Parents have hit out after being refused free home to school transport.

Bellingham Middle School was threatened with closure as part of a review of education provision across west Northumberland, but was saved after a schools adjudicator overturned the council’s decision.

However, the middle school remains part of the Haydon Bridge Partnership where a two-tier primary and secondary model has been introduced.

Bellingham Middle School now no longer has a catchment area.

Northumberland County Council’s transport policy states that transport will be provided to children who live within a school’s catchment area or to a school that is nearest to their home.

Both schools are on the same site, and are accessed by the same main entrance.

But some parents have said as they have to pass the middle school entrance to access the Primary School, it is their closest school.

In response to one parent’s appeal, the council said the distance to the schools is “exactly the same” and said they are “unable to agree that the middle school is closer to your home address”.

One parent, who wishes to remain anonymous and has had their appeal refused, said they feel pressured to “either keep them [their children] at a school that I don’t feel is appropriate for their needs and that they don’t wish to be at, or be forced into debt to pay for a seat, £360 per year, payable at £120 each term per child on transport that operates on our route already, and has done for over 40 years.”

“My children are advanced learners and need the further and more adapted quality of learning and education that Bellingham Middle School offers,” they said.

“They are bored, and lack the confidence of a child this age being at a small primary school and are not challenged in their lessons and having to share their work space with children in lower years.

“They need the opportunity to grow and spread their wings.

“They have already missed out on so much of their education this last year due to the pandemic that being at a school that offers a wider range of curriculum learning with subject specific specialist teachers in classrooms with other children of their own age is the most obvious and most beneficial option to choose.

“I think it is disgusting that they are refusing to allow the transport.”

“I could understand my application being refused if I was trying to get transport to Hexham or further afield, as this would be out of our area, but 9 miles is just ridiculous and with the current bus having plenty of spare seating, I just don’t understand it,” they added.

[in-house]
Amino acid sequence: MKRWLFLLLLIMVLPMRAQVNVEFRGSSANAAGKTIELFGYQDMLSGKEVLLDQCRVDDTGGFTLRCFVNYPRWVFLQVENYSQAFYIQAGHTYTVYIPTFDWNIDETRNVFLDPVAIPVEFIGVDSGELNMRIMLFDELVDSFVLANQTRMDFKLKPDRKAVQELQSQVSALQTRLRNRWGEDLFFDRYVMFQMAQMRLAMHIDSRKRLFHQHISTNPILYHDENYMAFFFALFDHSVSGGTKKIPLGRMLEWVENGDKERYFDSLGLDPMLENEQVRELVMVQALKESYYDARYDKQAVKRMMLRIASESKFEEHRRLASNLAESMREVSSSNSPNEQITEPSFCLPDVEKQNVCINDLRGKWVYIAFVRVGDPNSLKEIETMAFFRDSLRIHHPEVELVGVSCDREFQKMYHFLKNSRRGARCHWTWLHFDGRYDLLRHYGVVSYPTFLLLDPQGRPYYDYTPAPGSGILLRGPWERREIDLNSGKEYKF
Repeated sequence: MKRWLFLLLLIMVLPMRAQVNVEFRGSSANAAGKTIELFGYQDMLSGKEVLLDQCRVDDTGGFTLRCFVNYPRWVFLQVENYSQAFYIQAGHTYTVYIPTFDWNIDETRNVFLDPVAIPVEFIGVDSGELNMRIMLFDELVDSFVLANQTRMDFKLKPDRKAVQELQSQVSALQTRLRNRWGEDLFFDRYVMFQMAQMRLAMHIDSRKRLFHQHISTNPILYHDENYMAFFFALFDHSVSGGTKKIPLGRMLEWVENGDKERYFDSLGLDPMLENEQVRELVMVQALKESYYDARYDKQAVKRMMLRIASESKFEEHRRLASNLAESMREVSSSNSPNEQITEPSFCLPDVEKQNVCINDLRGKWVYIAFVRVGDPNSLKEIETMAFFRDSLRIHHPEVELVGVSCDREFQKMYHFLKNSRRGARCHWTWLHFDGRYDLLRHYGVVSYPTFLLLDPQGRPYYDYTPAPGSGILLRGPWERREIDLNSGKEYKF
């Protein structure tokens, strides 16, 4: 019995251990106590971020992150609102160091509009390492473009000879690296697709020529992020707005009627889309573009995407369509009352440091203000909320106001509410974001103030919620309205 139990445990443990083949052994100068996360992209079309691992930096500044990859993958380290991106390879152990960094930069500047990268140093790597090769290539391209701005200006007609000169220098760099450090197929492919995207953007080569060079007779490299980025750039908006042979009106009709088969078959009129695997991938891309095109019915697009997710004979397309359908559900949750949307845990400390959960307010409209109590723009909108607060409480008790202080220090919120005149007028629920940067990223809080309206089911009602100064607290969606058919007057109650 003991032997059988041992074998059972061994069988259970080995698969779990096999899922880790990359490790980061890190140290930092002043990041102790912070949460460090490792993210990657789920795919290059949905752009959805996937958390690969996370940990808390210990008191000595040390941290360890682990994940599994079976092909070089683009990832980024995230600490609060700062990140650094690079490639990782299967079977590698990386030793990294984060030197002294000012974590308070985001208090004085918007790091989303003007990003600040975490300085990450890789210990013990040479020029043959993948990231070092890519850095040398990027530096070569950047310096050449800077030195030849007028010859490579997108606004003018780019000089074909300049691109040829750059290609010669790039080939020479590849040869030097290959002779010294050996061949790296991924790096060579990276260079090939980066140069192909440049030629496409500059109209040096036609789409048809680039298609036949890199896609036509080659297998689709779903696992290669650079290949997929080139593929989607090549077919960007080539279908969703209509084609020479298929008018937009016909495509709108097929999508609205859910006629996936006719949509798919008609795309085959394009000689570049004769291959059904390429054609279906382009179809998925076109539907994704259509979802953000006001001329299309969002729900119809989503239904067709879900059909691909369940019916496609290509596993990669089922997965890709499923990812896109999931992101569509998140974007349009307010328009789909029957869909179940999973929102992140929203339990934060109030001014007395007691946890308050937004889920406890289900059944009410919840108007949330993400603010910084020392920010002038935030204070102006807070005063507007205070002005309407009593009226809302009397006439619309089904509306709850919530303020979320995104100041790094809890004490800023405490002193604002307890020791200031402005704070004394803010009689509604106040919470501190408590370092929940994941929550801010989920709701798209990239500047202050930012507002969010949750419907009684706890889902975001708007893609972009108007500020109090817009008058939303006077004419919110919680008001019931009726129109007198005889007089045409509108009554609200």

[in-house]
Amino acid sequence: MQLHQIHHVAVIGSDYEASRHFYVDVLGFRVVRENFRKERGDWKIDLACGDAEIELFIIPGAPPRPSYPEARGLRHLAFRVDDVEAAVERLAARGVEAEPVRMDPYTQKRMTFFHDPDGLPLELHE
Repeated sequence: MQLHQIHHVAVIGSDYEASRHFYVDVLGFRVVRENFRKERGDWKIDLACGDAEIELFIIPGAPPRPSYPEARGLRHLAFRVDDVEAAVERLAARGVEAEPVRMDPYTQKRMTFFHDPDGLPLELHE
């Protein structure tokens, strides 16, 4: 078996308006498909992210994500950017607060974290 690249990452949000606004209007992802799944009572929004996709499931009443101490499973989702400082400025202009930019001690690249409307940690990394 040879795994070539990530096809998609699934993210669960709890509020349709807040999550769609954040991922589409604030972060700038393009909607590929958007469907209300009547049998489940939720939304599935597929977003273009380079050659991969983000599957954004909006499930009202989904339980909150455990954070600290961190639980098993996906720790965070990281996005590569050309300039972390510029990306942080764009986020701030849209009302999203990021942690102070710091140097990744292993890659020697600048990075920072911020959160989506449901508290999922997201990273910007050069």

“Well actually, yes I do, in my opinion they are just money grabbing thieves.”

Another parent said whilst the primary school is “fantastic” as a first school, it “can’t offer what the middle school can offer in terms of specialist facilities and subject teachers”.

A further patent, Lisa Crocker, said: “We find it unbelievable that they will provide transport to one school but not the other on the same site.

“As a parent I don’t want to be forced to send my son to a school where he is the only child in his year because I can’t afford to pay for him to go to the school next door and he has to go out at play time and see all his friends playing together in the middle school playground.”

Bellingham parish councillor Brian Tilley said: “The county council has behaved disgracefully since its plans to close the middle school were thwarted by the adjudicator.

“It is using children as pawns in its bid to close the school by stealth, by denying them the free transport to their local school which is their entitlement.”

A spokesperson for Northumberland County Council said: “Northumberland County Council’s transport policy outlines that transport will be provided to children who live within a school’s catchment area or to a school that is nearest to their home. Bellingham Middle school is no longer the catchment school for primary aged children living in the North Tyne Valley area. It is only likely to become the nearest school when children reach secondary school age and apply for Year 7 school places.

“Applications to Middle, Secondary or High schools are considered on places available within schools at the time of application. Transport to a chosen school will only be provided on allocation of a school place and if in line with the Transport Policy as mentioned above.

“Parents who choose to move their child before they complete Year 6 will therefore be responsible for getting their child to and from school. Should anyone wish to appeal a transport decision they can do so.”

They added: “We are extremely proud of the high-level education offer here in Northumberland and would like to reassure parents that primary age children across the county have access to the same learning opportunities through the primary curriculum whether they attend primary or middle school.

“Funding remains in the budget to invest in early years education in the area. As a local authority we are committed to doing all we can by working closely with the governing body of the school so that we can move forward, plan and facilitate future investment.”